There’s never a day nor a season – That prayer may not bless every hour, – And never a prayer need be helpless – When linked with God’s infinite power. —Morton

Let Christ be first in your thoughts in the morning, and last in your thoughts at night.

Originally posted 2013-09-09 12:08:27.

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OUR DAILY BREAD 10-4-14

UnknownDisposable Culture

Read: Psalm 136:1-9,23-26

Oh, give thanks to the Lord, for He is good! For His mercy endures forever. —Psalm 136:1

Bible in a Year: Isaiah 20-22; Ephesians 6

Bill Crowder   More than ever, we live in a disposable culture. Think for a minute about some of the things that are made to be thrown away—razors, water bottles, lighters, paper plates, plastic eating utensils. Products are used, tossed, and then replaced.

This disposable culture is also reflected in more significant ways. Many times true commitment in relationships is seen as optional. Marriages struggle to survive. Long-term employees are discharged just before retirement for cheaper options. A highly revered athlete leaves to join another team. It seems as if nothing lasts.

Our unchanging God, however, has promised that His loving mercy endures forever. In Psalm 136, the singer celebrates this wonderful promise by making statements about God’s wonder, work, and character. He then punctuates each statement about God with the phrase, “For His mercy endures forever.” Whether it is the wonder of His creation (vv.4-9), the rescue of His people (vv.10-22), or His tender care for His own (vv.23-26), we can trust Him because His mercy will never fail. In a temporary world, the permanence of God’s mercy gives us hope. We can sing with the psalmist, “Oh, give thanks to the Lord, for He is good! For His mercy endures forever” (v.1).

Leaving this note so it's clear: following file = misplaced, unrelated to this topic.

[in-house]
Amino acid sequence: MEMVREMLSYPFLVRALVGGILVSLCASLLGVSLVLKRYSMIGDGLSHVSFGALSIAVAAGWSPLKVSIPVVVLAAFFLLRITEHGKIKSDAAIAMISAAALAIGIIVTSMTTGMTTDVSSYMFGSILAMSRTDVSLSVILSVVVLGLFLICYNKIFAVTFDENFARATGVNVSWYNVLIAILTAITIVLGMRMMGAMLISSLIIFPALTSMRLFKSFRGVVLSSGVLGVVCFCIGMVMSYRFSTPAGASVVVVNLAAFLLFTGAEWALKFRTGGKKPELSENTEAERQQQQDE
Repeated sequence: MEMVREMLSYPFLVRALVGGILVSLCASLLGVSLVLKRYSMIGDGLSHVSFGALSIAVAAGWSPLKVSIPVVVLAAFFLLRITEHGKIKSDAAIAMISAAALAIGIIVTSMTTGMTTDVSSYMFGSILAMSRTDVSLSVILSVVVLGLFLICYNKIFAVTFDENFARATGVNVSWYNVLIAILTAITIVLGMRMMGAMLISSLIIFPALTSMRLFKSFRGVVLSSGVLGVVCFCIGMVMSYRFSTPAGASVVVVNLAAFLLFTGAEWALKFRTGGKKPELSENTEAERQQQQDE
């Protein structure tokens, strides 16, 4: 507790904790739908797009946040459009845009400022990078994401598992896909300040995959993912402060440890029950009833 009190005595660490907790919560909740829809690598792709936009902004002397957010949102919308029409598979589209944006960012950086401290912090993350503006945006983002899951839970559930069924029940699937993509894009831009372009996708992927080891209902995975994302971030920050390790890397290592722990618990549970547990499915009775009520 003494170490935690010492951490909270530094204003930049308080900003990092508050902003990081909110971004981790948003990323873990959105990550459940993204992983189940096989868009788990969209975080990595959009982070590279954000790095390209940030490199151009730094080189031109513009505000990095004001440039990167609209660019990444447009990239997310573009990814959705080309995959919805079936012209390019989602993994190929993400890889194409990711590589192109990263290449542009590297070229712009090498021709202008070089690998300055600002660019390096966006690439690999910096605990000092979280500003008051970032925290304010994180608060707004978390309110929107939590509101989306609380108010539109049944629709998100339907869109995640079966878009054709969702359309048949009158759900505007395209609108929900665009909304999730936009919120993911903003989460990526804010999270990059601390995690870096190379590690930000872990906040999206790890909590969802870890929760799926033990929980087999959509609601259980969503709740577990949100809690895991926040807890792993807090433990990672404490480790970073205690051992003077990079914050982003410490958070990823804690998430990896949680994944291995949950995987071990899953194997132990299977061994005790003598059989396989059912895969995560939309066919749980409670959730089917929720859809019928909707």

I sing of mercies that endure,

Forever builded firm and sure,

Of faithfulness that never dies,

Established changeless in the skies. —Psalter

God’s grace is immeasurable; His mercy inexhaustible; His peace inexpressible.

Insight: Charles Haddon Spurgeon wrote of Psalm 136, “We know not by whom this Psalm was written, but we do know that it was sung in Solomon’s temple (2 Chron. 7:3,6), and by the armies of Jehoshaphat when they sang themselves into victory in the wilderness of Tekoa. From the striking form of it we should infer that it was a popular hymn among the Lord’s ancient people. Most hymns with a solid, simple chorus become favourites with congregations, and this is sure to have been one of the best beloved.” (Treasury of David)

 

You can make a difference. Even the smallest donation helps reach people around the world with the life-changing wisdom of the Bible. Donate

Originally posted 2014-10-04 08:18:25.

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Our Daily Bread 7-29-13

What’s Love?

Our Daily Bread Radio is heard Here> Les Lamborn